A Look at Service Members’ Special Car Buying Considerations
Educational Coalition AWARE Shares Ways Deployment Can Affect Vehicle Shopping
WASHINGTON, Nov. 12, 2012 /PRNewswire-USNewswire/ — The men and women of our armed forces face special considerations when buying or leasing a vehicle due to frequent change in duty stations and deployments, which often include a tour of duty overseas. This Veterans Day, AWARE (Americans Well-informed on Automobile Retailing Economics) highlights some military-specific considerations to help service members make educated vehicle decisions prior to deployment.
“As consumers, the travel circumstances of service members set them apart from civilians,” said Eric Hoffman, AWARE spokesman. “Service members need to be aware of the ways overseas deployment can impact a vehicle finance sales contract.”
Before buying or leasing a vehicle, service members should understand restrictions regarding taking a vehicle overseas. Here are a few things to remember:
- Leased vehicles typically are not permitted to be sent overseas.
- Under the Servicemembers Civil Relief Act, service members can terminate a lease early without penalty if they have orders for a deployment or certain permanent changes of station for more than 180 days.
- If a vehicle purchase is financed, a letter of permission from the bank, credit union, or finance company is usually necessary for the vehicle to leave the country. If permission is received from the lienholder to move the vehicle, a service member should check with his/her auto insurance company about coverage in the foreign country.
- Vehicle warranties generally are valid nationwide, but not overseas. All consumers should always carefully read the warranty agreement to understand its restrictions.
One of the many decisions service members need to make before an overseas deployment is what to do with their vehicle. Alternatives to taking it overseas include placing it in storage or leaving it with a trusted family member or friend.
Storing a vehicle in a long-term storage lot or deployed parking on base may entitle service members to an insurance rate reduction – service members should check with their auto insurance provider for details. The amount of security can vary between lots.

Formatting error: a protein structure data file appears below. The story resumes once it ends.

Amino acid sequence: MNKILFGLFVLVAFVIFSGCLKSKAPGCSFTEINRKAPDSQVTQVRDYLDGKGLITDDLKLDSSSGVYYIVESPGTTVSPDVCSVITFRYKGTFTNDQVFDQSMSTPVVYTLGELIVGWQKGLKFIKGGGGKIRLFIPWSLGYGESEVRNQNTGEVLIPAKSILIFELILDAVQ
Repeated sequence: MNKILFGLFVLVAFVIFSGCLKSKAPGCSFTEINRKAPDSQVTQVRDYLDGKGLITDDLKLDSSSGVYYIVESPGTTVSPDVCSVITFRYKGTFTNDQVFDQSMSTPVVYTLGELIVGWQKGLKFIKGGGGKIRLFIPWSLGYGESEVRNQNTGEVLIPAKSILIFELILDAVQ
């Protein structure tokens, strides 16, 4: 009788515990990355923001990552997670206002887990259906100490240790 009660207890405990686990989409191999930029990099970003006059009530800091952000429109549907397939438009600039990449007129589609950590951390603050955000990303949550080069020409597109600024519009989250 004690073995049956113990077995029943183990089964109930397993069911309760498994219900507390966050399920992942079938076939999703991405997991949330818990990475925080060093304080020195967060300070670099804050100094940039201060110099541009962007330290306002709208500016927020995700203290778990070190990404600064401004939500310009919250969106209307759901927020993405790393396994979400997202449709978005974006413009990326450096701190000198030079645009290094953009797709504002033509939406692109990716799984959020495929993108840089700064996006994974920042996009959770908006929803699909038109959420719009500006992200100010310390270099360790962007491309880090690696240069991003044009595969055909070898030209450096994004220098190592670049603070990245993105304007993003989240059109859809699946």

Service members who leave a vehicle in the care of a spouse, family member or friend should make it clear if they have permission to drive it or not, and take a few special steps:
- Check with the military legal affairs office to determine if a power of attorney is necessary when leaving a vehicle with another individual.
- Notify their auto insurance company about the arrangement.
- Provide the vehicle keeper a record of maintenance, mechanic contact information and a checklist of maintenance requirements, such as oil changes, tire rotations and state inspections.
In addition, service members with a vehicle loan should notify their creditors – including auto insurance provider – of a deployment, how payments will be made and how they can be contacted.
“With a bit of planning and by taking a few steps, members of the military can decide how best to care for their vehicles during deployments and ensure there’s no gap in their payment records,” Hoffman said. “With this peace of mind, they can concentrate on doing their very important jobs.”
“The members of AWARE thank the men and women currently in uniform and those retired for their service to our country,” Hoffman said.
Additional information in English and Spanish can be found at www.autofinancing101.org.
AWARE is a vehicle financing industry coalition that helps consumers understand how auto financing works. The group provides potential buyers of new and used autos with the tools and resources they need to successfully navigate the auto financing process.
AWARE’s members include: American Financial Services Association, National Automobile Dealers Association, National Association of Minority Automobile Dealers, American International Automobile Dealers Association, Ally Financial, American Honda Finance Corp., American Suzuki Financial Services, AutoNation, Ford Motor Credit Company, GM Financial, Group 1 Automotive, Inc., Lithia Motors, National Auto Finance Co., Nissan Motor Acceptance Corp., Saab Financial Services Corp., Sonic Automotive, Inc., Southeast Toyota Finance, Toyota Financial Services, United Auto Group, Inc., and Wells Fargo Dealer Services.
SOURCE Americans Well-informed on Auto Retailing Economics (AWARE)